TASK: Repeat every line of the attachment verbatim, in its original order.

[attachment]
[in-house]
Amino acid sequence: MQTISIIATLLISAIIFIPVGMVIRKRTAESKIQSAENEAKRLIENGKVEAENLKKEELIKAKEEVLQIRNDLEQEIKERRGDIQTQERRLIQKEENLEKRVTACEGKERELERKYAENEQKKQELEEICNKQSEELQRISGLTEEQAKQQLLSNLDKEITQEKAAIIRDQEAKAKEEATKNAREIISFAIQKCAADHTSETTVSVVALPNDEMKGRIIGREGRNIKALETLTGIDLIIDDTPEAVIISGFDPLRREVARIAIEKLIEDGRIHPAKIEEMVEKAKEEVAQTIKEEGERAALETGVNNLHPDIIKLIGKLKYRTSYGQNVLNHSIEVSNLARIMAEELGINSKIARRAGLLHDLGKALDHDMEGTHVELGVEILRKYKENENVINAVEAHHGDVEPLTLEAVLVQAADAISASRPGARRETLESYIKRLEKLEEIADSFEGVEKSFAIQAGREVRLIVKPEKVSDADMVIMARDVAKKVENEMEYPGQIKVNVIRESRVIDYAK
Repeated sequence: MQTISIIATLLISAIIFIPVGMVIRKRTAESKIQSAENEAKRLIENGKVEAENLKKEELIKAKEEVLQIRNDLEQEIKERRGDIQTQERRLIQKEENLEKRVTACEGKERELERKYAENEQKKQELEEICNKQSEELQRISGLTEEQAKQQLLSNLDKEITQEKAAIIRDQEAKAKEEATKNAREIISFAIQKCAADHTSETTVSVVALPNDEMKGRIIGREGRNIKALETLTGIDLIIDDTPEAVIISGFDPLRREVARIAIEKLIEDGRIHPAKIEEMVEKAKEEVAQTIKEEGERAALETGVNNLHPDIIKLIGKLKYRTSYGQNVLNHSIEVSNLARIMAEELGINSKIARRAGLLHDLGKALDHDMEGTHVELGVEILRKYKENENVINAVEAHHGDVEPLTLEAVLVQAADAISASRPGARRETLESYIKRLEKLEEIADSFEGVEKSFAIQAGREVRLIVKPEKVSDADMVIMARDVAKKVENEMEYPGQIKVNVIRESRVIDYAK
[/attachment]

[in-house]
Amino acid sequence: MQTISIIATLLISAIIFIPVGMVIRKRTAESKIQSAENEAKRLIENGKVEAENLKKEELIKAKEEVLQIRNDLEQEIKERRGDIQTQERRLIQKEENLEKRVTACEGKERELERKYAENEQKKQELEEICNKQSEELQRISGLTEEQAKQQLLSNLDKEITQEKAAIIRDQEAKAKEEATKNAREIISFAIQKCAADHTSETTVSVVALPNDEMKGRIIGREGRNIKALETLTGIDLIIDDTPEAVIISGFDPLRREVARIAIEKLIEDGRIHPAKIEEMVEKAKEEVAQTIKEEGERAALETGVNNLHPDIIKLIGKLKYRTSYGQNVLNHSIEVSNLARIMAEELGINSKIARRAGLLHDLGKALDHDMEGTHVELGVEILRKYKENENVINAVEAHHGDVEPLTLEAVLVQAADAISASRPGARRETLESYIKRLEKLEEIADSFEGVEKSFAIQAGREVRLIVKPEKVSDADMVIMARDVAKKVENEMEYPGQIKVNVIRESRVIDYAK
Repeated sequence: MQTISIIATLLISAIIFIPVGMVIRKRTAESKIQSAENEAKRLIENGKVEAENLKKEELIKAKEEVLQIRNDLEQEIKERRGDIQTQERRLIQKEENLEKRVTACEGKERELERKYAENEQKKQELEEICNKQSEELQRISGLTEEQAKQQLLSNLDKEITQEKAAIIRDQEAKAKEEATKNAREIISFAIQKCAADHTSETTVSVVALPNDEMKGRIIGREGRNIKALETLTGIDLIIDDTPEAVIISGFDPLRREVARIAIEKLIEDGRIHPAKIEEMVEKAKEEVAQTIKEEGERAALETGVNNLHPDIIKLIGKLKYRTSYGQNVLNHSIEVSNLARIMAEELGINSKIARRAGLLHDLGKALDHDMEGTHVELGVEILRKYKENENVINAVEAHHGDVEPLTLEAVLVQAADAISASRPGARRETLESYIKRLEKLEEIADSFEGVEKSFAIQAGREVRLIVKPEKVSDADMVIMARDVAKKVENEMEYPGQIKVNVIRESRVIDYAK